Well, to that, I wish to simply point out the timing of Malala’s already now famous statement on Stewart’s show the other night (her purported anti-violence disposition on if the Taliban approached her to kill her again). It wasn’t an empty quote from a child with no weight on her shoulders.
“I think of it often and imagine the scene clearly. Even if they come to kill me, I will tell them what they are trying to do is wrong, that education is our basic right.”
Imagine the bitterness we would all feel after awakening in the hospital, confused about why we were there only to be told someone had shot to kill us for our belief in getting an education, a right that most of the world doesn’t think twice about or appreciate that they have it each day.
This young girl’s eardrum is ruptured for life and yet her trouble smiling comes only from the severed nerve in her face, not anger. Some critics against her original nomination had said she was too young, yet the wisdom you see in Malala is adult-like and uncanny as well, despite her facial nerve damage. Malala dismisses it to Sawyer as “the small things” and smiles declaring, “for the most part, I am fully recovered.”
Forgiveness is at the heart of peace and this young girl embodies it. She embodied it before her tragedy.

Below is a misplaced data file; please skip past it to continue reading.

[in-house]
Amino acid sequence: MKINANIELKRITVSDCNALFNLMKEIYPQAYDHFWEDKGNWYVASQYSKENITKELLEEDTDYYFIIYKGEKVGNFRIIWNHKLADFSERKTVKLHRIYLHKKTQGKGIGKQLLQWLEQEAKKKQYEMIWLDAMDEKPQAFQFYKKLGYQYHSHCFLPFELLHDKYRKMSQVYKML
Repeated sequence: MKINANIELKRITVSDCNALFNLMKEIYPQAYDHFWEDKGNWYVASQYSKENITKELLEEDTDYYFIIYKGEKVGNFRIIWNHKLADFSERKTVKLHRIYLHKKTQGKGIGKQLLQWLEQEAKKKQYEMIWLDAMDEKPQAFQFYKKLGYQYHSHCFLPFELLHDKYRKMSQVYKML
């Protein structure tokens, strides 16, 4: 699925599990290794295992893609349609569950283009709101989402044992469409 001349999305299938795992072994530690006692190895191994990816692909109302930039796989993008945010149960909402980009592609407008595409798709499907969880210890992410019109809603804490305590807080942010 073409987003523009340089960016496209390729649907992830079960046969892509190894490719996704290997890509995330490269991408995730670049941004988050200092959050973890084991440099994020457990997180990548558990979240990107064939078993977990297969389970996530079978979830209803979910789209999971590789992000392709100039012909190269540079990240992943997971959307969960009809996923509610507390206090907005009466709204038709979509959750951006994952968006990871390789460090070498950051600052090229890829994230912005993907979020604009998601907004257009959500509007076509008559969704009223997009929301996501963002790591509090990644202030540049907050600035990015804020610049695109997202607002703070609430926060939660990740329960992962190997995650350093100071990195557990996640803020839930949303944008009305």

Other critics of Malala’s nomination said that she just hadn’t accomplished enough to merit receiving the magnanimous prize. Snarky comparisons to Obama and Monsanto aside, saying Malala hasn’t accomplished much is just nonsense.
At age 11, the girl was already blogging under a pseudonym for the BBC. Through, albeit, a few short years of protest, she almost gave her life for her cause, one known worldwide, in part, thanks to her. Think of it like a resume where the person didn’t work long, but they changed the whole company. Still a great resume.
Her impact by symbol of her repeated advocacy for education for all, particularly women, is immense.
Many Islamic adult women in Malala’s home country aren’t brave enough to question certain Islamic beliefs on female education as perhaps they are misguidedly interpreted in Sharia and Malala, not even old enough to drive, ignored letters from one of the scariest (sometimes-terror) organizations in the world.
The Taliban. A Pakistani schoolgirl.
Just thinking about it, it’s not a hyperbole when I say that this little girl is a massive hero to me.
So people miss the point: It is a reason of many that she should have won because she is a little girl.
A little girl with an enormous vision where she comes from and courageousness to match. A little girl who stared death in the face for her and others’ right to an education.